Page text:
Aer Lingus plane bursts into flames: Two injured

Baggage handlers were seriously injured in the fire

Updated: 
Aer Lingus flight catches fire on runway in Orlando

This is the dramatic moment an Aer Lingus plane caught fire on the runway in Orlando International Airport, seriously injuring two people.

Aer Lingus flight EI120 was due to fly from Orlando to Dublin last Thursday evening when a piece of ground service equipment went on fire, damaging the Airbus A330-200 cargo hold.

See also: Passengers forced to sit next to dead body for flight

See also: Passenger's scary video shows severe turbulence shake plane


Some 193 passengers were left stranded and faced an anxious wait as the state braced itself for Hurricane Matthew to hit.

Two baggage handlers, Kevin Charles and Alexix Salgado, were seriously injured after becoming engulfed in flames.

They sustained life-altering first, second and third degree burns, while one of the men broke his leg while jumping to safety.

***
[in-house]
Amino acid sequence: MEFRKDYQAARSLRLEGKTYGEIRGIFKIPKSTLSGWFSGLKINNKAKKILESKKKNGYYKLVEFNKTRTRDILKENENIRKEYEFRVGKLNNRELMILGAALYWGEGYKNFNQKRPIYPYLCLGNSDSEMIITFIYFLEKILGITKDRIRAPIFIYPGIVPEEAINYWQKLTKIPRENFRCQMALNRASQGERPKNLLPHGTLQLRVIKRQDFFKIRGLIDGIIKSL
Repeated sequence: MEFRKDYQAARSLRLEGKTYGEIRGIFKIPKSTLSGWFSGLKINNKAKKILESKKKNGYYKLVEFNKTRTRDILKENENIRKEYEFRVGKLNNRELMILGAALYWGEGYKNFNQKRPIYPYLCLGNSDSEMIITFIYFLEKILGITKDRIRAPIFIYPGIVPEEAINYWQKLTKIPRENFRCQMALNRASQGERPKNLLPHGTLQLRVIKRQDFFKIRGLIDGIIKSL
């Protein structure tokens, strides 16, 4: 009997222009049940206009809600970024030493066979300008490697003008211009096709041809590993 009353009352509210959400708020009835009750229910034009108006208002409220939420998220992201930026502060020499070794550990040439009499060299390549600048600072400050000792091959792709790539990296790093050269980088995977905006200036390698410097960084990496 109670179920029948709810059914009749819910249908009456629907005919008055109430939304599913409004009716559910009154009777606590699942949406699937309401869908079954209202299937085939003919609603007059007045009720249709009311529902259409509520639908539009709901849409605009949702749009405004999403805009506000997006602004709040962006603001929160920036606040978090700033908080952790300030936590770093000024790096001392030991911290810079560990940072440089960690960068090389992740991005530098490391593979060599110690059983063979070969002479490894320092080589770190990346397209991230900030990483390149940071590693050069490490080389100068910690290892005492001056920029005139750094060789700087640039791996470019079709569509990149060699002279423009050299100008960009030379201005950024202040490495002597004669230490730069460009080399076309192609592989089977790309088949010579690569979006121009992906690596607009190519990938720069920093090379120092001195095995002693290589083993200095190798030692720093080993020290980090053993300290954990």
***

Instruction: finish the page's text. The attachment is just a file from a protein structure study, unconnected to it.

The Transport Workers Union in America have launched an online fundraising campaign to raise money to support their two injured colleagues. So far, more than £2,000 has been raised.

Aer Lingus said passengers were accommodated at the Ramada and Marriott hotels and Westgate Lake Resort while a rescheduled flight was arranged.

Monaghan-born musician Colin Boylan - who performs under the name Sunburnt Jets - was among those caught up in the chaos.

He told his Twitter followers: "We were literally all about to board smiling and excited them panic of people running screaming and smoke from our plane.

"I never want to experience drama like that in an airport again. I'm safe anyway and in nice hotel."

Orlando Airport grounded all of their commercial flights following the incident for a number of days due to safety fears over the deadly Hurricane Matthew.

Flights have since returned to normal.

The category four storm unleashed torrential rains and damaging winds in Florida before churning slowly north to soak coastal Georgia and the Carolinas.

It is believed to have killed up to 900 people so far.